Controlling Algae & Aquatic Weeds

By Patrick Simmsgeiger, Founder of DWI

In September of 2000, a call came from a southern Orange County, CA water district regarding Dove Canyon Lake, a ten-year-old, 450 surface acre lake that had seen a growth spurt of water hyacinth. Water hyacinth is a beautiful but rapid-growing and troublesome aquatic plant. Its deep green color and appealing purple blooms add to the aesthetics of a lake, but the plants can double in population in under twelve days. In addition to the obvious problems of preventing boat access, swimming and fishing, an overgrowth of water hyacinth prevents sunlight from penetrating the lake surface to allow the growth of beneficial plants, cut off oxygen, leading to fish kills, and adversely affects the lake’s aesthetics, fish habitats, biological balance and odor.

The water district requested a consultation regarding treatment and maintenance of the lake from Patrick Simmsgeiger, owner of Diversified Waterscapes, Inc. (DWI), a licensed pest control business. Mr. Simmsgeiger holds a qualified applicator’s license and is a certified lake manager through NALMS (North American Lake Management Society). After first inspecting the lake, Mr. Simmsgeiger met with country water district representative to discuss control products, and the methods and frequency of application to use to eliminate water hyacinth.

The lake had its challenges. There were huge areas of open water, but also small fingers and areas too narrow for a boat to navigate. Diversified’s boat and outboard motor could be used to treat the larger portions of lake, but the boat would have to be used without the outboard in the small coves. There were areas where a boat could not go at all, and these areas would require application from the shore with a backpack sprayer, or treatment from the top of the hillside with a high-power hose hosing a large tank attached to the company truck or a golf cart.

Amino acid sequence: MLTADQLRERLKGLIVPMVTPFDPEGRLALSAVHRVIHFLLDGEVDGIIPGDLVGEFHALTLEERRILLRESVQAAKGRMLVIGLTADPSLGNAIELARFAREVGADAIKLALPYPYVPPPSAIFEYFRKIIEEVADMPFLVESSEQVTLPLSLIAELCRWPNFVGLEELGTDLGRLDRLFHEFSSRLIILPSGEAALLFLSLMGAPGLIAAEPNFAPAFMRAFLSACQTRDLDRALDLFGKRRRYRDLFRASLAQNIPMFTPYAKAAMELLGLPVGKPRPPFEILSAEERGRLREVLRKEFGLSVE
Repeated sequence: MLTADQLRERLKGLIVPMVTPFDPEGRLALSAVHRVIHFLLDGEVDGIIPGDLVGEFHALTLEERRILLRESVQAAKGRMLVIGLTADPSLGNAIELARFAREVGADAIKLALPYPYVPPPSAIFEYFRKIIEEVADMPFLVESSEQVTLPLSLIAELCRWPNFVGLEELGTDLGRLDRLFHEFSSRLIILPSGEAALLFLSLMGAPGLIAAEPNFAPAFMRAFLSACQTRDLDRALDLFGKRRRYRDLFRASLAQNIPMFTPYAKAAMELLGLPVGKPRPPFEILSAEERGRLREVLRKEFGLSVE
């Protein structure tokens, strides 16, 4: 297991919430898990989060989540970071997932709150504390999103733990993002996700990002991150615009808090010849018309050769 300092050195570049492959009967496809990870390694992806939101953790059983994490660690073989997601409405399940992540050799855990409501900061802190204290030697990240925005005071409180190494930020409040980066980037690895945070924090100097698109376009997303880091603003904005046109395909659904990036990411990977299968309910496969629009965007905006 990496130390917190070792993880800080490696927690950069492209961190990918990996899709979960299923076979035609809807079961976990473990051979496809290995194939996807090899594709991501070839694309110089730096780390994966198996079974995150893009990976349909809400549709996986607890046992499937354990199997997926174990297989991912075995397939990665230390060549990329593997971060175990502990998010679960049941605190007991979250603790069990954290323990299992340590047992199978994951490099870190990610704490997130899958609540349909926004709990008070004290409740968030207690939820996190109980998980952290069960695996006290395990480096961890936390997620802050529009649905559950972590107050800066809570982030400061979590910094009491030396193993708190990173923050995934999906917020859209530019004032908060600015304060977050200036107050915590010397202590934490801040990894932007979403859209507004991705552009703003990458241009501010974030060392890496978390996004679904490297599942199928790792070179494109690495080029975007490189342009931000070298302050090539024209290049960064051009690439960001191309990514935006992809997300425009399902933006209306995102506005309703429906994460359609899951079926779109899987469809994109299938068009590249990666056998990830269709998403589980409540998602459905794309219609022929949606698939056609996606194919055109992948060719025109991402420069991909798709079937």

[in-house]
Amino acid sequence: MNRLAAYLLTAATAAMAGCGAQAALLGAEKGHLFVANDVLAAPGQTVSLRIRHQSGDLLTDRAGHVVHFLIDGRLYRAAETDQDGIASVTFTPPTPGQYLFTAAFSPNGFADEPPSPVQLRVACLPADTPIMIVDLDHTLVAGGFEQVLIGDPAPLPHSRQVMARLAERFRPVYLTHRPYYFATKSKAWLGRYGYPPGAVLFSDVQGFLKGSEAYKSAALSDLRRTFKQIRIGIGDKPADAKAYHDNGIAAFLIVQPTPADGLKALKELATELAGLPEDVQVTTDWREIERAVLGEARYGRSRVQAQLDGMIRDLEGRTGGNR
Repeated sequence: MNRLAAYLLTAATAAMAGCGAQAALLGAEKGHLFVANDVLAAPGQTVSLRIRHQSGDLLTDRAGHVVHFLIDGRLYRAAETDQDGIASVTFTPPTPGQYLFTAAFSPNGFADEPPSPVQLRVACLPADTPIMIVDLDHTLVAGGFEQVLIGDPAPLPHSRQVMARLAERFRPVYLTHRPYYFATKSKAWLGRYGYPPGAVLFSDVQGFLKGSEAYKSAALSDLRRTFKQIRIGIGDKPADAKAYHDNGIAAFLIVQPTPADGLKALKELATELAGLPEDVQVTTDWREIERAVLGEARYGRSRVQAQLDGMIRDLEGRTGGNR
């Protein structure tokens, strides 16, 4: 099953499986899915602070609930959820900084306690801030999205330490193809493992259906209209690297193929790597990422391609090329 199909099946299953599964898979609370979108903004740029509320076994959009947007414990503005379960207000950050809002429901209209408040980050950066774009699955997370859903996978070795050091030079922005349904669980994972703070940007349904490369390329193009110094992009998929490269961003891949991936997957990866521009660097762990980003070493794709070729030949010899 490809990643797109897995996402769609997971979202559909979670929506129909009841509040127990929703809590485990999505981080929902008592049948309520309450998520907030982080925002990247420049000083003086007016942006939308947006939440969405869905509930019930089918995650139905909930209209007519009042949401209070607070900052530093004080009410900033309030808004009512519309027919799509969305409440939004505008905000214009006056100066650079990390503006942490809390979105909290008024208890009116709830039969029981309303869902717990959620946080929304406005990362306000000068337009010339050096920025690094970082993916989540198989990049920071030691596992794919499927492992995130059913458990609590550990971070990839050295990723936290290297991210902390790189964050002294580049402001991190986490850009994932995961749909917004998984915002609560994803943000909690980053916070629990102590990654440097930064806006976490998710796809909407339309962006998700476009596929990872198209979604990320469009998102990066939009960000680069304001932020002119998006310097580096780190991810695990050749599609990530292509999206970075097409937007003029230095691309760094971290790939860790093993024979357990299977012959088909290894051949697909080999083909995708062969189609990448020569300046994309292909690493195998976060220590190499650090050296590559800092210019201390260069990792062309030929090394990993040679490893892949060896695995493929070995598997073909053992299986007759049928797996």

After careful evaluation, a solution was devised to treat the aquatic plant problem and work began mid-December of 2000. A small boat equipped with a custom-made sprayer was used to apply algaecide, formula F-30, Algae Control® (Diversified Waterscapes) along with herbicide, Reward® (Syngenta), to kill the water hyacinth. No other control options were considered, as the company already knew that the safest, most effective and rapid method to control water hyacinth was to use a spray tank mix of algaecide and herbicide. In this case Diversified used five (30 gallon) tanks. Each tank mix had two (2) gallons of Reward® with five (5) gallons of F-30 Algae Control®. This combination is used regularly by DWI not only because it is safe for aquatic life, but also because it is known to regularly improve water quality. At the time of application, the water hyacinth was not “out of control” but was a nuisance due to its excessive growth. The treatment method and products used were successful, but the customer declined the usual necessary follow-up treatment and twice-monthly monitoring.